Recent Financial Sector Assessment Programs (FSAPs) in EU countries highlight a number of common financial and macroeconomic risks across the region.3 These risks emerged in the aftermath of the global financial crisis and the sovereign debt crisis in the euro area (as demonstrated in the tables in Appendix 6.1). The main financial risks are stresses and dislocations in wholesale funding markets that could lead to adverse liquidity and refinancing conditions; deteriorating or sustained high sovereign risk if the euro area crisis intensifies; and a major further downward correction of asset prices. The main macroeconomic risks are associated with the scenarios of a global double-dip recession and a protracted slow growth in Europe. Uncertainty about the regulatory environment and the burden it may place on banks and financial institutions is also viewed as a source of risk in jurisdictions hosting systemic banking systems and financial institutions. In several EU countries, the high degree of concentration in the banking sector creates too-big-to-fail problems that could amplify the country’s vulnerability were the risks to materialize.

These risks could materialize in further deterioration of asset quality in banks’ balance sheets, a contraction of credit to the real economy, and rising stress in funding markets. Rising sovereign risk could affect banks still holding substantial claims on sovereigns and corporates from countries in recession, raising their funding costs and encouraging further deleveraging that could shrink credit supply in the banks’ home and host jurisdictions. Given the strong trade and financial linkages within the EU, adverse global macroeconomic scenarios characterized by slow and/or negative growth and rising unemployment would lead to higher non-performing loans (NPLs) and declining profits, reducing the scope for bank recapitalization without further deleveraging. Banks in the region that rely heavily on market funding would face liquidity problems in the face of declining capital buffers, increasing impaired assets, and a weak earnings outlook. While official measures adopted by the ECB have helped to restore some normalcy to funding markets, central banks in smaller countries may face difficulties providing liquidity in foreign currency. Finally, the recent FSAPs in EU countries note that these risks contribute to reinforcing the bank—sovereign linkage, with weaknesses in the banking sector contributing to increased sovereign risk, and vice versa.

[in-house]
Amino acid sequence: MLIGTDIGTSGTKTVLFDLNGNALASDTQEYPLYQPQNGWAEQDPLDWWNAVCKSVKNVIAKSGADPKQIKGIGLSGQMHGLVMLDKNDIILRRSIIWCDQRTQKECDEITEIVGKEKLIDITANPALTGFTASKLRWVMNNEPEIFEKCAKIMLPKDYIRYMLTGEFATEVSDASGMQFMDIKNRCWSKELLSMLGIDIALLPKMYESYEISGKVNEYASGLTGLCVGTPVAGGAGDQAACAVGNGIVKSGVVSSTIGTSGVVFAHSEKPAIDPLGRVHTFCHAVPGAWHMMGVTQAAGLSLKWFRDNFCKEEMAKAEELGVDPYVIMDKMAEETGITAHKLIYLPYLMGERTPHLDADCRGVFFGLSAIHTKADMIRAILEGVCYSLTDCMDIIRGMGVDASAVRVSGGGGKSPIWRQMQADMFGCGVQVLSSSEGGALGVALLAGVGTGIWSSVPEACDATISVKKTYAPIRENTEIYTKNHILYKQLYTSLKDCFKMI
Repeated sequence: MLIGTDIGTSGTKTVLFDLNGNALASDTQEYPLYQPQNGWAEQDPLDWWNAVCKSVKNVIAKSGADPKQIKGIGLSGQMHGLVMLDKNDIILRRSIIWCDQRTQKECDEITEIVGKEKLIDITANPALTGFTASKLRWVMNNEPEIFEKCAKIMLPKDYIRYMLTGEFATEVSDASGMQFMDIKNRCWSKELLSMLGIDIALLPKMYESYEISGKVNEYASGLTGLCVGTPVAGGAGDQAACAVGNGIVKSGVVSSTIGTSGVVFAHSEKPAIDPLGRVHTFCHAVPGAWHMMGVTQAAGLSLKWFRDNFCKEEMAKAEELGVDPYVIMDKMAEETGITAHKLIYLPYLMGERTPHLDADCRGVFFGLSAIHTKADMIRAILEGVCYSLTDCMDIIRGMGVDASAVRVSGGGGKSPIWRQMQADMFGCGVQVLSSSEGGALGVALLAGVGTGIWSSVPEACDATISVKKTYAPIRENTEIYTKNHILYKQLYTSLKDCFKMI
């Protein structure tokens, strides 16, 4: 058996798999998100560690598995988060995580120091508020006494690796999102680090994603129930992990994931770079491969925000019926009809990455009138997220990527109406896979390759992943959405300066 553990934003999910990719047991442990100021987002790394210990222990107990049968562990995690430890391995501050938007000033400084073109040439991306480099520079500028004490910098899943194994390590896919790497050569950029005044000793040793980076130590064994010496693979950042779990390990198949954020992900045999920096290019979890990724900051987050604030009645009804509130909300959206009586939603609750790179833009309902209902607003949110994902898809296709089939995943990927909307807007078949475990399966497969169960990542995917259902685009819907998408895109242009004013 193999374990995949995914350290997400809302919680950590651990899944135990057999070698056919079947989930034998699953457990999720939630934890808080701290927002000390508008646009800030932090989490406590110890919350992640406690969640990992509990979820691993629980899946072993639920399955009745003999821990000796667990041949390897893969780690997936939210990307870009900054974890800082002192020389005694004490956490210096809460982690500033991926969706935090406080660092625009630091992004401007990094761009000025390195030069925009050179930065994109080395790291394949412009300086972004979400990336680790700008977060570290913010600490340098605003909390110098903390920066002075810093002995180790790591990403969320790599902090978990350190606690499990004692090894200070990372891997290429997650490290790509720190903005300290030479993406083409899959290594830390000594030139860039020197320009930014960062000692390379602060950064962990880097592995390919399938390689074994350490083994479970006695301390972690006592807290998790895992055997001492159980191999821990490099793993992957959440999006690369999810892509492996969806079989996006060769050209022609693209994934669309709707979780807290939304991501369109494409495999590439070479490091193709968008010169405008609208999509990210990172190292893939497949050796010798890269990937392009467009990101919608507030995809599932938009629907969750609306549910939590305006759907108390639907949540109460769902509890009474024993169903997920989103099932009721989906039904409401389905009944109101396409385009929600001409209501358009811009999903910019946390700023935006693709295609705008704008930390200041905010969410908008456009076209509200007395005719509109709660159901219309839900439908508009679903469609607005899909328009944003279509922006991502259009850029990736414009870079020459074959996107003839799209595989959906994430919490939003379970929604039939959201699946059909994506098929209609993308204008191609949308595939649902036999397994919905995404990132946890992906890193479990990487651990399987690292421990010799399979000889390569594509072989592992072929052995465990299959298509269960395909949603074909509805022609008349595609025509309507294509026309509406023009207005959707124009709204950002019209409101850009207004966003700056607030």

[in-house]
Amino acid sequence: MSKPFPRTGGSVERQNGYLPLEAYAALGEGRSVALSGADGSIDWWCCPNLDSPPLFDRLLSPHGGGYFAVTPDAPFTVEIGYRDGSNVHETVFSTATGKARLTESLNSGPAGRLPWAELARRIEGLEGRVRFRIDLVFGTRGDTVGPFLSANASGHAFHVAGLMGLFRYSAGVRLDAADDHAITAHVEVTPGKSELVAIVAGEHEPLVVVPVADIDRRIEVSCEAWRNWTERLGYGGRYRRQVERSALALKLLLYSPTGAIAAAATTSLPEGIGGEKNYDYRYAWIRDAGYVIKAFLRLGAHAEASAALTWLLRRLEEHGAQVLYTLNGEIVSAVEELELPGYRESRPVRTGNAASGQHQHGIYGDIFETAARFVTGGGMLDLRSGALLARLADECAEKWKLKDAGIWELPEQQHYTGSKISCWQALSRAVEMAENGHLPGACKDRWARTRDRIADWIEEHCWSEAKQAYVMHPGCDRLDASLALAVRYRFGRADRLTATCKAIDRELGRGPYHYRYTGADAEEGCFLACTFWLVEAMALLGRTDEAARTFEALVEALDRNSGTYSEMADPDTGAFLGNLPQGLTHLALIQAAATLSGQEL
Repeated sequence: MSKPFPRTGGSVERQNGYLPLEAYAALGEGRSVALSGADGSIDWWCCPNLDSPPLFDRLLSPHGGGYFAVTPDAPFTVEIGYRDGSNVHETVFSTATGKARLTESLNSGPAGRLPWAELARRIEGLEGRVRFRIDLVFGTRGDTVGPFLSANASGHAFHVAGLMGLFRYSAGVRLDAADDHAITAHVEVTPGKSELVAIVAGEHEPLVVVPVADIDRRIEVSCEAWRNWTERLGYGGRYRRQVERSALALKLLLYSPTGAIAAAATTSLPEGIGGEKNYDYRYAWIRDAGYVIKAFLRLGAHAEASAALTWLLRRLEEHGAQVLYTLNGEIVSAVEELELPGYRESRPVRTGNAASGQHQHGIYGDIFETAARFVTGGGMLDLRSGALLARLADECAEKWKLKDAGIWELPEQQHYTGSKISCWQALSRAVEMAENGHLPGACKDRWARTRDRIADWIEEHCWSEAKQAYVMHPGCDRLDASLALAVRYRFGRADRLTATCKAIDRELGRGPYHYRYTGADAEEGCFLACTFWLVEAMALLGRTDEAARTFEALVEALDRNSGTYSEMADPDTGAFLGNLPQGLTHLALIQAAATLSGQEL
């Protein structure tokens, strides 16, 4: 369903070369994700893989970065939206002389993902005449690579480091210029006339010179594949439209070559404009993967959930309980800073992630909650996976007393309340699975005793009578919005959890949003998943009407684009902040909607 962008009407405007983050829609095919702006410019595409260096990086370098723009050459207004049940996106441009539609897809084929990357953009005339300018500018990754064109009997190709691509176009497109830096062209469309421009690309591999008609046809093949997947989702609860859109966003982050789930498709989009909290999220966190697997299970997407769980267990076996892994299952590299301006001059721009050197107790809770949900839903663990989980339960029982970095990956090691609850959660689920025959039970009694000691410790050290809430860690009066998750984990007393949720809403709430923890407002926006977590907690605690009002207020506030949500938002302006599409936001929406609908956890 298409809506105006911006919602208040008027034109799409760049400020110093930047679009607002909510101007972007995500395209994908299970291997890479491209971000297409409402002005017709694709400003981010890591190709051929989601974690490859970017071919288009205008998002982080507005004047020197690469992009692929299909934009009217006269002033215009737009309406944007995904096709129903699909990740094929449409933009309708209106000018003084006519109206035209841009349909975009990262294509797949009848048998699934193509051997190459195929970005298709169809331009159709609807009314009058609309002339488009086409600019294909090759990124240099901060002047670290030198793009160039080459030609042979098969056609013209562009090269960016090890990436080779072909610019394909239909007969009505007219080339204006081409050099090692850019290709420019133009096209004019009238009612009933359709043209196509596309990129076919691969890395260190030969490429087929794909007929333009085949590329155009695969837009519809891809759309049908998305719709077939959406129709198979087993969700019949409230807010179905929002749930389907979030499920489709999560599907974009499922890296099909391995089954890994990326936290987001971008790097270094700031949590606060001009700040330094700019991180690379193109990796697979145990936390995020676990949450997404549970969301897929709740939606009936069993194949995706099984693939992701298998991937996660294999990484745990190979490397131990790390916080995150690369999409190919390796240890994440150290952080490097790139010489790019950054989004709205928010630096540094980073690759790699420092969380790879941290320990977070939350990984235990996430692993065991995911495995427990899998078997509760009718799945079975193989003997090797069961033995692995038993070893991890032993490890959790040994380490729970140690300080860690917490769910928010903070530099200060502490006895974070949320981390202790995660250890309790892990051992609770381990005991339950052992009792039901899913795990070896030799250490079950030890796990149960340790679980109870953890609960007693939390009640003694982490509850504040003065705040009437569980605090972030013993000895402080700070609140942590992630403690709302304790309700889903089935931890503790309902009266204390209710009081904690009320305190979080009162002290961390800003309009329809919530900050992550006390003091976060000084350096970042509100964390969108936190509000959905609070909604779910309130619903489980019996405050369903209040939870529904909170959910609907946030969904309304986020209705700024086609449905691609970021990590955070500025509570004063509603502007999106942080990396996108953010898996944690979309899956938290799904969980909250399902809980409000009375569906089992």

Notwithstanding these risks, FSAP stress tests suggest that capital buffers in EU countries appear mostly adequate to withstand severe macroeconomic shocks, but there are some caveats. The resilience of the banking sector to macroeconomic shocks follows from efforts to repair balance sheets in the banking system, including the divestment of noncore assets. These efforts contributed to an earnings recovery for some large internationally diversified banks. However, impaired assets from the past remain a problem in many EU countries, and there are concerns in some cases that reported NPLs and provisions could understate losses. Outside the crisis countries, comprehensive asset quality reviews have not been conducted, with the exception of Spain. Absent such reviews, the loss estimates may not reflect the underlying quality of the banks’ balance sheets. Banking, by nature, builds up on leverage, which magnifies asset losses. Even though capital buffers relative to assets will increase under Basel III, assessing asset quality is a must.

FSAP recommendations point toward the need to continue building up buffers and strengthening financial sector oversight and macroprudential supervision. The need for larger and better quality buffers has been highlighted by recent experience, with Basel III providing the roadmap and timelines. FSAP recommendations related to financial sector oversight and macroprudential supervision aimed mainly at improving the legal framework, enhancing the review, supervisory and crisis management processes, and improving the quality of the data used to monitor and measure risks. The proposed banking union could help anchor oversight and supervision within a macroprudential perspective emphasizing the proper assessment of asset quality.

Findings from EU-Wide Stress Tests

The stress test exercises conducted by the European authorities, first by the Committee of European Bank Supervisors (CEBS) and subsequently by the European Banking Authority (EBA), succeeded in prompting banks to increase the quantity and quality of their capitalization, and contributed to a reduction in uncertainty and an increase in the credibility of the process. However, despite banks raising more than €200 billion as a result of the recapitalization exercise, confidence in European banks is not fully restored, in part because the market suspects some banks of having been insufficiently transparent—including as part of the stress testing exercises—about their losses and exposures to problem sectors. Most major banks now seem comparatively well capitalized, but funding remains problematic, for example, because of reliance on official funding and asset encumbrance in some banks. The sector also faces deep structural challenges relating to low profitability and growth and the longer-term impact of regulatory changes.